Chicago — Attorney General Kwame Raoul today, as part of a coalition of 24 attorneys general, advocated for stronger federal protections for patients’ reproductive health information.
The Biden administration is considering amending the Health Insurance Portability and Accountability Act (HIPAA) Privacy Rule, the federal law that governs the disclosure of protected health information (PHI). If implemented, the changes would make it illegal to share a patient’s PHI if it is being sought for certain criminal, civil and administrative investigations against a patient in connection with seeking a legal abortion or other reproductive care.
The changes are especially important as the U.S. Supreme Court decision overturning Roe v. Wade spurred many anti-abortion states to enforce draconian restrictions that could lead to criminal or civil penalties for anyone seeking, providing or assisting with reproductive care. Raoul and the coalition of attorneys general today issued a comment letter welcoming the federal government’s proposed HIPAA amendments, which the group said would help safeguard reproductive health data from being exploited to harm pregnant people or health care providers.
“The Supreme Court’s ruling overturning Roe v. Wade created a climate of uncertainty and fear among those seeking and providing reproductive care throughout the country,” Raoul said. “Patients seeking care should not have to face the possibility of their private health care information being weaponized against them. I am proud to stand with my fellow attorneys general in support of stronger federal protections, and I will continue to fight for access to reproductive health care both in Illinois and across the country.”
Since the Dobbs v. Jackson Women’s Health Organization decision overturned Roe v. Wade one year ago in June 2022, 15 states currently have implemented laws prohibiting abortion under all or most circumstances. Anyone involved in assisting, providing and obtaining such care in those states may be at risk of investigation, civil liability and criminal prosecution.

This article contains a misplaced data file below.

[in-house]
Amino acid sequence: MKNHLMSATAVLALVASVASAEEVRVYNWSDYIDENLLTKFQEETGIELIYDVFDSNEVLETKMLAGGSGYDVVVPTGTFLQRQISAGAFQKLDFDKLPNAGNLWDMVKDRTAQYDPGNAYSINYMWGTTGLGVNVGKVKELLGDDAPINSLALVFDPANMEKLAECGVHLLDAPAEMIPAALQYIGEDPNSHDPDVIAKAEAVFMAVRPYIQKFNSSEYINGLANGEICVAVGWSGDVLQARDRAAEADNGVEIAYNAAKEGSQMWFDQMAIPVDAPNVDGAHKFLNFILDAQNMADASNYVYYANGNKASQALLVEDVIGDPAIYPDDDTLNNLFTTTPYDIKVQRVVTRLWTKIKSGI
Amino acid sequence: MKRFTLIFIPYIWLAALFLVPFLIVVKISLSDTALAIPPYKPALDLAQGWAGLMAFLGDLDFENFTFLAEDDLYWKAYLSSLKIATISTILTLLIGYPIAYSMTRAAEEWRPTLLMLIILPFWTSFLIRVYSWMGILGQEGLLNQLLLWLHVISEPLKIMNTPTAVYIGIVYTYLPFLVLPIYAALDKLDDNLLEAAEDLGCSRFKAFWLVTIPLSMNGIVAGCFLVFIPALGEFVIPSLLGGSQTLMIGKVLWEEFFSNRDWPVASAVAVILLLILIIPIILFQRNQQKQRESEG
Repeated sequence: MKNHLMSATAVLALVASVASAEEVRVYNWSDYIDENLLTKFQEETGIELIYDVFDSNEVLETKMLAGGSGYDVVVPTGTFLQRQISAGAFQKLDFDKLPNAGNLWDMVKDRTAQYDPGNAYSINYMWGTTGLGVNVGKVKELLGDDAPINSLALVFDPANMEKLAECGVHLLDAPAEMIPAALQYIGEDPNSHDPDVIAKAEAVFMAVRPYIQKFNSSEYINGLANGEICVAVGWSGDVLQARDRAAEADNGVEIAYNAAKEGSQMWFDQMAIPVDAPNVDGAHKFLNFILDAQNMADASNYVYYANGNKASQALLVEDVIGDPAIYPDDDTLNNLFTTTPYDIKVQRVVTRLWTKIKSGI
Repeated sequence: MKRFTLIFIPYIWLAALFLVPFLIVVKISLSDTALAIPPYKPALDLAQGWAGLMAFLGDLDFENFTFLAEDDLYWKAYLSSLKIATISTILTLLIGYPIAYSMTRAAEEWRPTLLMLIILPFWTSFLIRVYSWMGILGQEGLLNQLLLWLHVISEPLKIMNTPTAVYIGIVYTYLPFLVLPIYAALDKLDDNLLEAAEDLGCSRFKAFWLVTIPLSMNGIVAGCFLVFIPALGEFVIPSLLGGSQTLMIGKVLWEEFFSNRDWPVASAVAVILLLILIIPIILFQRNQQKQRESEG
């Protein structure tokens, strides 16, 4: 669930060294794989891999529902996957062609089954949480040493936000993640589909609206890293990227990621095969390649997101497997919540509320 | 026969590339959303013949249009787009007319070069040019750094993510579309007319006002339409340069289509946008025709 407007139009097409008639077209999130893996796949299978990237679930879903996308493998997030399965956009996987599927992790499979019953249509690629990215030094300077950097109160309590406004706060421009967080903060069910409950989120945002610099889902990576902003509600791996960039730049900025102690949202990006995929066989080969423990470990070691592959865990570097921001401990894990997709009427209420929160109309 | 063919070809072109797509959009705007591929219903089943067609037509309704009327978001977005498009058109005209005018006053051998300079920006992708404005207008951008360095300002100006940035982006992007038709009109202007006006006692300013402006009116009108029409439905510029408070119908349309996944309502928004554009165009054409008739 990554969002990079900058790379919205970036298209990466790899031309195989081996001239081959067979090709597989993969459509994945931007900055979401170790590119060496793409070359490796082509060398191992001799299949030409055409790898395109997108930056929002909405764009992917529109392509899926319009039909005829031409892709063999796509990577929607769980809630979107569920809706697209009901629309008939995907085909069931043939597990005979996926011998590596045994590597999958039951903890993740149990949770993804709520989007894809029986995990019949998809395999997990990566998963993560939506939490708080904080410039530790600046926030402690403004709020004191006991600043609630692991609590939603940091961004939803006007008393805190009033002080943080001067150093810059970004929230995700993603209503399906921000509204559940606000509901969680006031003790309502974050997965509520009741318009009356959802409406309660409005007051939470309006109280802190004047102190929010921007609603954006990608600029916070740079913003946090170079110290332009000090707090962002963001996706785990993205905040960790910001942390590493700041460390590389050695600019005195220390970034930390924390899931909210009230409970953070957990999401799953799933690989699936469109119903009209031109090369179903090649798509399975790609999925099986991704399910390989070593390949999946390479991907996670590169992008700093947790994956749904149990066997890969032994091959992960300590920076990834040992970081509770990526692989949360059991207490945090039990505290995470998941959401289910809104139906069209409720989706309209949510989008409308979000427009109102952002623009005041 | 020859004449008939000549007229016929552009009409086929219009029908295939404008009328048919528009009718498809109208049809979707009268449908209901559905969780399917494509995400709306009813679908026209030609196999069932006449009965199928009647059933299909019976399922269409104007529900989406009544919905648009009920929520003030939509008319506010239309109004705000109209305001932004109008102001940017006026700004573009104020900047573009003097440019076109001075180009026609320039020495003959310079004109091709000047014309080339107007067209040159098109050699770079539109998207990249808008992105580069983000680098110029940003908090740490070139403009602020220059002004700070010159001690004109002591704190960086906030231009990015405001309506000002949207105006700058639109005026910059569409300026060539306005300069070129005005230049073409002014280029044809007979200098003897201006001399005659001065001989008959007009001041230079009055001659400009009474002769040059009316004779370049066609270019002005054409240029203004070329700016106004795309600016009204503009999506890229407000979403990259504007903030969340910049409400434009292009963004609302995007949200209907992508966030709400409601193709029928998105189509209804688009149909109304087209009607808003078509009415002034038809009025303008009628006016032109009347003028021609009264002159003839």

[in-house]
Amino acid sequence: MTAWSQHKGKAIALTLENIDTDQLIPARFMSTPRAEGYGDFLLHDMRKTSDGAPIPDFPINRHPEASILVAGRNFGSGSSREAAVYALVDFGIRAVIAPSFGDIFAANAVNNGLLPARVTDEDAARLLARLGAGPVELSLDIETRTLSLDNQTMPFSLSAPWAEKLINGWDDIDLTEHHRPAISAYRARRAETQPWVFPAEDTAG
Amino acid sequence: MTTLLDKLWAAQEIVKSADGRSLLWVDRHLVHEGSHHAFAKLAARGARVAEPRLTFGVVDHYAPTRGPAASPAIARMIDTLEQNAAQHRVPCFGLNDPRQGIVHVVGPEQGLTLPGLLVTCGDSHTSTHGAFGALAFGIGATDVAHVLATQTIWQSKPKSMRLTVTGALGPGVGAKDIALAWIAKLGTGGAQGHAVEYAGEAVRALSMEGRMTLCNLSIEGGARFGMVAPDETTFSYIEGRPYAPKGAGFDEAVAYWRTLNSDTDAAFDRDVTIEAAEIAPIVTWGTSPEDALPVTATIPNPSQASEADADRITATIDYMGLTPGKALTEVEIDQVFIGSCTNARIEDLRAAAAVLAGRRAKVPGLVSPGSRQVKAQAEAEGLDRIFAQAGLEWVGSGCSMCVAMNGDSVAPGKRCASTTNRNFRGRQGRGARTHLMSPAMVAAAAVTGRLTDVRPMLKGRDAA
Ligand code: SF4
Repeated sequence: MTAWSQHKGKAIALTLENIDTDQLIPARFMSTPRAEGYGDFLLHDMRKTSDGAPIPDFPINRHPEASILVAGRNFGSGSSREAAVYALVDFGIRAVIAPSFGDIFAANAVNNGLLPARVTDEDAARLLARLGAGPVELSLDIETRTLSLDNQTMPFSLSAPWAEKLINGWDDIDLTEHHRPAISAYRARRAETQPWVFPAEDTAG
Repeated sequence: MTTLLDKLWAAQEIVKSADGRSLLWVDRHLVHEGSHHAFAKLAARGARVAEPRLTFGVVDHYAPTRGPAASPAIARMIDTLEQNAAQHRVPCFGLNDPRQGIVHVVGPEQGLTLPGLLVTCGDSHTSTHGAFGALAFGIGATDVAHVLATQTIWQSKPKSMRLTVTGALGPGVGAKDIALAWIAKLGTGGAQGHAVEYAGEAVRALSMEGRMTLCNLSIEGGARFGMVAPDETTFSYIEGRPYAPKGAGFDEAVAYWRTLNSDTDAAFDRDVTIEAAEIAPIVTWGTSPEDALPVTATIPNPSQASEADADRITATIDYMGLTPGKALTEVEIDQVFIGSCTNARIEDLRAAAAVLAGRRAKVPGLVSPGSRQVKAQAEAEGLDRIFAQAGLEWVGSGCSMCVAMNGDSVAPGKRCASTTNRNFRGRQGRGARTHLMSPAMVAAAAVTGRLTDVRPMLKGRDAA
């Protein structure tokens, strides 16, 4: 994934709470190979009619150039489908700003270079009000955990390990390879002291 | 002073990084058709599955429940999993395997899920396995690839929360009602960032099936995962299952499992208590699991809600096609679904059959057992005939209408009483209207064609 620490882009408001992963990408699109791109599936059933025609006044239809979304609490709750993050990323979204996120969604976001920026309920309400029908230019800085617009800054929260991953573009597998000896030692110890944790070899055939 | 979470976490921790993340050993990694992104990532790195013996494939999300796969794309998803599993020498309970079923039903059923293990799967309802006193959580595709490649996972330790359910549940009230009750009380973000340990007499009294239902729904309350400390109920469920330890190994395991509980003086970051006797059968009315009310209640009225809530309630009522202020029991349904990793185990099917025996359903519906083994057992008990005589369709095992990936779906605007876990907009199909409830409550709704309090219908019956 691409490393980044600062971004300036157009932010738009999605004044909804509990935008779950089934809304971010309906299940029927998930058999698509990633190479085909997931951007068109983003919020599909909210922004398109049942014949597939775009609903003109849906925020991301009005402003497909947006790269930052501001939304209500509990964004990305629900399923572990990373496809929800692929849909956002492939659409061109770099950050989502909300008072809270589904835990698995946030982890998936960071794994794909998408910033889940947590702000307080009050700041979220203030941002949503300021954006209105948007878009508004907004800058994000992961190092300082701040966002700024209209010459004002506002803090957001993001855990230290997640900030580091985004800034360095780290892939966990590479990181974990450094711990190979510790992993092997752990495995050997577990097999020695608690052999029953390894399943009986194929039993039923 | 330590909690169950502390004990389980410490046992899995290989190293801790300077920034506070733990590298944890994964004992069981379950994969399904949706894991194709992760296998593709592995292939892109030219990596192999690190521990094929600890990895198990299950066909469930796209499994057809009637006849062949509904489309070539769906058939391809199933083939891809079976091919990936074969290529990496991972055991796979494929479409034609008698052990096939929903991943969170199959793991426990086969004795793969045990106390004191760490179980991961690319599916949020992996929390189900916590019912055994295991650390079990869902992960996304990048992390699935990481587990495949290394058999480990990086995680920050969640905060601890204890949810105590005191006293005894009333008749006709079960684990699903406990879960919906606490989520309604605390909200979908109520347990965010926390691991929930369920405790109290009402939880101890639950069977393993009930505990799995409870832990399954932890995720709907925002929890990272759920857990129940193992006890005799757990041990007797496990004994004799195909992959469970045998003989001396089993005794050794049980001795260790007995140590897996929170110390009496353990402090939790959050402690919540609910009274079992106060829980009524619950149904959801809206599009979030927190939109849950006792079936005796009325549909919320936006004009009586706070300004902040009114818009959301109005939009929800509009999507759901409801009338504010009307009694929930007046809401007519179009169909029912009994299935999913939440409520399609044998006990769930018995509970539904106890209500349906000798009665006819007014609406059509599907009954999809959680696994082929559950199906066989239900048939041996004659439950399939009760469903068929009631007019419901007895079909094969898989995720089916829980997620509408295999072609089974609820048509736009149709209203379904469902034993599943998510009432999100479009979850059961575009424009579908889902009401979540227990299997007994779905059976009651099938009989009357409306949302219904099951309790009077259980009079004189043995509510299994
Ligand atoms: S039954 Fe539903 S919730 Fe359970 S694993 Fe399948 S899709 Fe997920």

In the letter today, Raoul and the coalition of attorneys general argue that the proposed HIPAA amendments are urgently needed to protect against the misuse and weaponization of people’s private health data. The amendments would prohibit the use or disclosure of PHI for an investigation into a patient in connection with seeking, obtaining, providing or facilitating reproductive health care if:
The coalition argues that these provisions are essential to begin creating a more unified privacy landscape for access to reproductive care, and urged the Biden administration to adopt the provisions quickly. The attorneys general also called for the creation of a nationally-available, online platform that provides accurate and clear information about reproductive care and privacy rights and a public awareness campaign to promote the website.
Attorney General Raoul was joined in filing today’s letter by the attorneys general of Arizona, California, Colorado, Connecticut, Delaware, the District of Columbia, Hawaii, Maine, Maryland, Massachusetts, Michigan, Minnesota, Nevada, New Jersey, New York, New Mexico, North Carolina, Oregon, Pennsylvania, Rhode Island, Vermont, Washington and Wisconsin.